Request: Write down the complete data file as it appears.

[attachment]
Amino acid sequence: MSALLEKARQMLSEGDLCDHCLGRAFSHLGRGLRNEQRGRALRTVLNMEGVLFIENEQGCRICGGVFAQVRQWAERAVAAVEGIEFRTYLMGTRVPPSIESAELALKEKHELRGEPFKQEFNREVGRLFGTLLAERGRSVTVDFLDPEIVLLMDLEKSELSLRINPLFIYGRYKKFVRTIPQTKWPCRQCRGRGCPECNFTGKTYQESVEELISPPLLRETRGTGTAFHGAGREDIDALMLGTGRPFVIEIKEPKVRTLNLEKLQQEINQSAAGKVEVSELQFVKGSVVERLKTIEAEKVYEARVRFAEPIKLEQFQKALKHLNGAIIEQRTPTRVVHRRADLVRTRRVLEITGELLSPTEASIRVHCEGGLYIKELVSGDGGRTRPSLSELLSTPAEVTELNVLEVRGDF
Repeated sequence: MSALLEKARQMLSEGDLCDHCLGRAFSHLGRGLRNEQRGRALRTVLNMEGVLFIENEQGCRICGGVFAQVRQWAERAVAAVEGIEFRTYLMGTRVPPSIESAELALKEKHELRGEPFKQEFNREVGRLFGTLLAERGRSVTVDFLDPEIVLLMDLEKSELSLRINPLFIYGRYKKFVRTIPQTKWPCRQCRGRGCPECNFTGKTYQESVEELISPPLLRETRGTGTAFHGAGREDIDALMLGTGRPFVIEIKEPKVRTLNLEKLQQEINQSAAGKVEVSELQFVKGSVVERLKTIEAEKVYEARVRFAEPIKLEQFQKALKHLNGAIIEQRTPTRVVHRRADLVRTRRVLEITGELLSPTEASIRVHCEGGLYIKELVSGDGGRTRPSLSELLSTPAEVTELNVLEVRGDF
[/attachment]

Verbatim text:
Amino acid sequence: MSALLEKARQMLSEGDLCDHCLGRAFSHLGRGLRNEQRGRALRTVLNMEGVLFIENEQGCRICGGVFAQVRQWAERAVAAVEGIEFRTYLMGTRVPPSIESAELALKEKHELRGEPFKQEFNREVGRLFGTLLAERGRSVTVDFLDPEIVLLMDLEKSELSLRINPLFIYGRYKKFVRTIPQTKWPCRQCRGRGCPECNFTGKTYQESVEELISPPLLRETRGTGTAFHGAGREDIDALMLGTGRPFVIEIKEPKVRTLNLEKLQQEINQSAAGKVEVSELQFVKGSVVERLKTIEAEKVYEARVRFAEPIKLEQFQKALKHLNGAIIEQRTPTRVVHRRADLVRTRRVLEITGELLSPTEASIRVHCEGGLYIKELVSGDGGRTRPSLSELLSTPAEVTELNVLEVRGDF
Repeated sequence: MSALLEKARQMLSEGDLCDHCLGRAFSHLGRGLRNEQRGRALRTVLNMEGVLFIENEQGCRICGGVFAQVRQWAERAVAAVEGIEFRTYLMGTRVPPSIESAELALKEKHELRGEPFKQEFNREVGRLFGTLLAERGRSVTVDFLDPEIVLLMDLEKSELSLRINPLFIYGRYKKFVRTIPQTKWPCRQCRGRGCPECNFTGKTYQESVEELISPPLLRETRGTGTAFHGAGREDIDALMLGTGRPFVIEIKEPKVRTLNLEKLQQEINQSAAGKVEVSELQFVKGSVVERLKTIEAEKVYEARVRFAEPIKLEQFQKALKHLNGAIIEQRTPTRVVHRRADLVRTRRVLEITGELLSPTEASIRVHCEGGLYIKELVSGDGGRTRPSLSELLSTPAEVTELNVLEVRGDF